City Plan will support carbon reduction and biodiversity

Reducing waste and re-using materials, improved management of green open spaces and attractive environments for walking and cycling will reduce carbon emissions in future development and increase the biodiversity of the city’s plants and wildlife.

Policies in the City Plan Part 2 support the city’s aim to become carbon neutral by 2030. The plan will be discussed at city’s first ‘virtual’ council meeting this Thursday (23 April).

A requirement to reduce carbon agreed in the first part of the City Plan has been extended to all developments in City Plan Part 2 which encourages all developers to go as far as possible to reduce carbon emissions.

Supporting local priorities

It also encourages developers to demonstrate through design how they have considered the ‘circular economy’ by re-using and recycling, minimising the use of new materials, using existing structures where possible, and planning in waste reduction from the start. 

Councillor Anne Pissaridou, lead member for environment, transport and sustainability said: “The city will need more homes, employment space and improved infrastructure over the next 10 years and I welcome the fact that the policies set out in the City Plan strongly support our priorities to tackle the climate and biodiversity emergencies. It will help keep us on the right track and ensure all new development reduces carbon emissions as far as possible.” 

City Plan policies

City Plan Part 2 policies include:

  • Tougher energy-saving performance standards for new buildings 
  • Protection of the natural environment and encouragement of food growing
  • Encouraging the retention of buildings, structures and architectural features wherever possible and the use of good quality, long-lasting materials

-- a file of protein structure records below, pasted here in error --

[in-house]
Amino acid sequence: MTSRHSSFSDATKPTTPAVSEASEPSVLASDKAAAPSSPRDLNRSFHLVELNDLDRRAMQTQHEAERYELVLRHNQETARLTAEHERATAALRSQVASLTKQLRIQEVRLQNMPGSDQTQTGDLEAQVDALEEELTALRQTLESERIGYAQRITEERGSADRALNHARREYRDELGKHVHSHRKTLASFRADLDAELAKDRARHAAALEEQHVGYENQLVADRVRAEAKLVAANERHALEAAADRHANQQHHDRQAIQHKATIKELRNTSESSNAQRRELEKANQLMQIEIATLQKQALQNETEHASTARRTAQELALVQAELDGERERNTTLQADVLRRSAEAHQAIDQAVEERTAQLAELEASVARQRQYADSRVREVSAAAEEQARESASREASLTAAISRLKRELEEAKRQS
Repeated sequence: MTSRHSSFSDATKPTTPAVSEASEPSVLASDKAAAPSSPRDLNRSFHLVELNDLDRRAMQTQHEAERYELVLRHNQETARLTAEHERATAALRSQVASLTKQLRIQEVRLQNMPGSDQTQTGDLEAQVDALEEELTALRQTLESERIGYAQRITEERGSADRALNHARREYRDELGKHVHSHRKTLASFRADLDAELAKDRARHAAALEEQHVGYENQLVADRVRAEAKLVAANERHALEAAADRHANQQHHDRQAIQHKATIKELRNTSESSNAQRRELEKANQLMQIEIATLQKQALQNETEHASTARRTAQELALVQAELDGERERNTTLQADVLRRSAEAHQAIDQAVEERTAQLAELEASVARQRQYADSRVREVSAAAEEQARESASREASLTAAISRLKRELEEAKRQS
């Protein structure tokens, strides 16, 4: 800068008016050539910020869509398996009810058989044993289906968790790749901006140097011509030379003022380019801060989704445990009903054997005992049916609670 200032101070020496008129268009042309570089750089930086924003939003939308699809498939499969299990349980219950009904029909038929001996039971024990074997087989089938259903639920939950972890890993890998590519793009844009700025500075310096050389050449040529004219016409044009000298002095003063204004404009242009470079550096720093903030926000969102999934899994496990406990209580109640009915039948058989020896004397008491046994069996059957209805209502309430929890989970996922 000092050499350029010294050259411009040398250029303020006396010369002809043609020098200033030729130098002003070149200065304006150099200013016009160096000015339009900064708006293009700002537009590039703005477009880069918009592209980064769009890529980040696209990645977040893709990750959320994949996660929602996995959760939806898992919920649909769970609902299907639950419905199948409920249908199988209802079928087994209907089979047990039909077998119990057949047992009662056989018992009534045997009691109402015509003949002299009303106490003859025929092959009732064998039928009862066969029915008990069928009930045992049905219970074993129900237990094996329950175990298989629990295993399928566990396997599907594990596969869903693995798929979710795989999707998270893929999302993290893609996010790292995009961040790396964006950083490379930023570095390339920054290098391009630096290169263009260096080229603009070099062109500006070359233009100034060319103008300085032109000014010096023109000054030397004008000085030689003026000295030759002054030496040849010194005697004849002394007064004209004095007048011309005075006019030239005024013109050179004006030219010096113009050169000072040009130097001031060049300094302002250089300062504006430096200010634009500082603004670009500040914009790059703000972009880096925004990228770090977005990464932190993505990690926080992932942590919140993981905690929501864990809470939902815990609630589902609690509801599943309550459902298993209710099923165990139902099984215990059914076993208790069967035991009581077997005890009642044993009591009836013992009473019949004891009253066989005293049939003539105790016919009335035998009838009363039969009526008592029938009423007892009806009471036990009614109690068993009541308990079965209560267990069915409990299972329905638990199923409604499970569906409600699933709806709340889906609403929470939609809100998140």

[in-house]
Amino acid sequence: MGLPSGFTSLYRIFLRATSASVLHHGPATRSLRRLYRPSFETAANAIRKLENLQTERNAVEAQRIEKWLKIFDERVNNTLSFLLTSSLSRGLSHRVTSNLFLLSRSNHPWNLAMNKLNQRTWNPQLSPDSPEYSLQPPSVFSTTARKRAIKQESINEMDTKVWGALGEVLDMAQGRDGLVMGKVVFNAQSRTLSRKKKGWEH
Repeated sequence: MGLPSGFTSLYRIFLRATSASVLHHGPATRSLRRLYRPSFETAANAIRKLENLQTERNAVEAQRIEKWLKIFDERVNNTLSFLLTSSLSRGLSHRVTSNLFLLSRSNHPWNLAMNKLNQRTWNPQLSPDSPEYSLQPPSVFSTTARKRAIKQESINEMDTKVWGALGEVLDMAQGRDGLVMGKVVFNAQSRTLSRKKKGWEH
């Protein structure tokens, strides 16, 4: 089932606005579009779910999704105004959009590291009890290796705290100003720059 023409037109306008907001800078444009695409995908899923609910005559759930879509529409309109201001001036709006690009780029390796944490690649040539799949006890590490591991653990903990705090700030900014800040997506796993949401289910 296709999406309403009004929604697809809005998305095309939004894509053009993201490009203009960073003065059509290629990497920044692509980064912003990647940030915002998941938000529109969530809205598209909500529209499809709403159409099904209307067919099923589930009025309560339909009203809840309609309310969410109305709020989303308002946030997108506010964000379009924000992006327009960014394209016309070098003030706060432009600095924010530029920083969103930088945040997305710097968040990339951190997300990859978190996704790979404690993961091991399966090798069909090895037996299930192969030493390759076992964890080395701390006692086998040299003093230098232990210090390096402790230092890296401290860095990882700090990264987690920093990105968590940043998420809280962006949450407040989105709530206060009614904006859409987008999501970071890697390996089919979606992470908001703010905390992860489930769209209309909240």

• Wildlife-friendly development, such as installing swift boxes and bee bricks on new buildings
  • Air quality considerations for new development and, where necessary, detailed assessments of air quality impacts
  • Protection for trees and encouraging new tree planting 
  • Ensuring seafront developments are resilient to the effects of climate change and protect the coastal and marine environment
  • Enabling energy-saving communal heating systems and integrated heat networks
  • Protecting water quality 
  • Sustainainable drainage systems for all new buildings to improve resilience to flooding

Protecting open space and wildlife

An updated wildlife study is included in the plan which has identified 51 local wildlife sites in the city. This recognises their biodiversity and will help protect their natural habitats. 

City Plan Part 2 protects most of the urban fringe (93%) at the edge of the city and development on any of the 16 urban fringe sites allocated will have to demonstrate low carbon measures and how it will improve and manage natural habitats.

Four urban fringe sites have been named as ‘local green spaces’ which provides special protection for areas considered to be particularly important to their local communities. They are:

  • Hollingbury Park
  • Three Cornered Copse
  • Ladies Mile
  • Benfield Valley

All four are important green spaces linking into the urban area and act as wildlife corridors and routes for people into the South Downs National Park.

In Benfield Valley a ‘special area’ policy allows for a modest development of 100 homes and will ensure long-term management, maintenance and improvement of the valley’s open spaces, while preventing large-scale development on the land. 

Transport and travel

City Plan Part 2 asks developers to show how their plans will improve green infrastructure such as landscaping, the local network of green spaces, footpaths and cycleways.

It also supports low-carbon travel, electric vehicle charging points in new developments and will play an important part in achieving improved walking and cycling networks for the city. 

High quality and convenient routes and environments, particularly when segregated from traffic, can encourage people to choose to walk and cycle more as an alternative to other forms of transport. 

Contributions from developers will be used for the city’s public transport and cycle network as well as improving access to open spaces for residents.

More information

Read the reports for the council meeting (City Plan Part 2 is agenda item number 88). The meeting will be webcast.


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